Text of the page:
QAnon Shaman's Lawyer Speaks Out On Trump's Role In Capitol Riots

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Supporters of Donald Trump, including far-right extremists and QAnon conspiracy theorists, stormed the US Capitol on January 6, 2021 in a deadly attack
Supporters of Donald Trump, including far-right extremists and QAnon conspiracy theorists, stormed the US Capitol on January 6, 2021 in a deadly attack AFP / Saul LOEB

As the number of people facing charges for the Jan. 6 Capitol insurrection mounts — the current tally has surpassed 400 — a novel trend has emerged in their defense arguments: that former President Donald Trump is responsible for their actions, not them. While it’s ineffective as an outright defense, attorneys say it can act as a mitigating factor going into sentencing or plea deals.

One of the highest-profile examples of this is Jacob Chansley, the so-called “QAnon Shaman.” Judge Royce Lamberth has rejected the notion that Trump’s influence could absolve Chansley of responsibility, even if he accepted the argument as sincere.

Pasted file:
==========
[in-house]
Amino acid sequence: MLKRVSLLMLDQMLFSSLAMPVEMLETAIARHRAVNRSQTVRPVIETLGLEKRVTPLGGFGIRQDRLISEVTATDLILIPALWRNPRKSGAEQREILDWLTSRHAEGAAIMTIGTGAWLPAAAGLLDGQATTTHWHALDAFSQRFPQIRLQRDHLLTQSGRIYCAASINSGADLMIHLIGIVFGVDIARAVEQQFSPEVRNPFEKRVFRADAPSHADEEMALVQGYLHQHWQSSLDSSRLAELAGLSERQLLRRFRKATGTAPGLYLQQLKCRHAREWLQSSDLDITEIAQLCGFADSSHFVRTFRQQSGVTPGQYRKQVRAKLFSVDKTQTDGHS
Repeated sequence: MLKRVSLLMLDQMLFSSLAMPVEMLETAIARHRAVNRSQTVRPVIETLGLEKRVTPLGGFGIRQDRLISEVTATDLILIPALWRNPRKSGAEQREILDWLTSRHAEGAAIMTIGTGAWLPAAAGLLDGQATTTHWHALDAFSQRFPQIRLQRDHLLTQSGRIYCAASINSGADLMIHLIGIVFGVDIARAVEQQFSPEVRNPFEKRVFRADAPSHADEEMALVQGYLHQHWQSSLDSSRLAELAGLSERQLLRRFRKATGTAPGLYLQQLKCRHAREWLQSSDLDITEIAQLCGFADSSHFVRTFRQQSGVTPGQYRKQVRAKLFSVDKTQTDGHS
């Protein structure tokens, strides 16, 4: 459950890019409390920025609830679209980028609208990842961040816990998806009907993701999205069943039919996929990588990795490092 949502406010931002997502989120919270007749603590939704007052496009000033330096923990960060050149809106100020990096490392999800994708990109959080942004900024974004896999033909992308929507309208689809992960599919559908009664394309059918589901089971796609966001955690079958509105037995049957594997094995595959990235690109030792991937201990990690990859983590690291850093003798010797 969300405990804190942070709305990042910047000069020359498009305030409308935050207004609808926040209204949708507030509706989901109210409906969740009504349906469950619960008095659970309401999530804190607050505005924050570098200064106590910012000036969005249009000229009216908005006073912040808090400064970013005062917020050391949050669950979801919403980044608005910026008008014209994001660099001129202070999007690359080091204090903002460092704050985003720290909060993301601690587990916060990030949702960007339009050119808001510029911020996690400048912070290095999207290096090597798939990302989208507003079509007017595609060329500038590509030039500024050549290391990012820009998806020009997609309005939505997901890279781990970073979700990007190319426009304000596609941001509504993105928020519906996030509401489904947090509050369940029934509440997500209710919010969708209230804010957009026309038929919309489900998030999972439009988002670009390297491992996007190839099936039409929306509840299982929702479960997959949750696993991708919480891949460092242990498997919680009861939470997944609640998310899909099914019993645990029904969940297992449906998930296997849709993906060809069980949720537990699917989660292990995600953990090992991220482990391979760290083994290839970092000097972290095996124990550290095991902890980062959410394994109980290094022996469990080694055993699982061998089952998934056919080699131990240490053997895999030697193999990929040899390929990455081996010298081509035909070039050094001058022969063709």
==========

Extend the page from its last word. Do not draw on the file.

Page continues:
“Even taking defendant’s claim at face value, it does not persuade the Court that defendant would not pose a danger to others if released,” Lamberth about Chansley's case. “If defendant truly believes that the only reason he participated in an assault on the U.S. Capitol was to comply with President Trump’s orders, this shows defendant’s inability (or refusal) to exercise his independent judgment and conform his behavior to the law.” 

That hasn’t stopped defense lawyer Albert Watkins from attempting to soften his client’s image, noting with frank language that Chansley has Asperger’s syndrome. 

“A lot of these defendants — and I’m going to use this colloquial term, perhaps disrespectfully — but they’re all [expletive] short-bus people,” he told Talking Points Memo. “These are people with brain damage, they’re [expletive] retarded, they’re on the goddamn spectrum.”

The defense also often notes exposure to right-wing media such as Fox News, with one defendant claiming a case of “foxitis.”

“But they’re our brothers, our sisters, our neighbors, our coworkers — they’re part of our country. These aren’t bad people, they don’t have prior criminal history. [Expletive,] they were subjected to four-plus years of goddamn propaganda the likes of which the world has not seen since [expletive] Hitler,” Watkins said.




Photo: AFP / Saul LOEB

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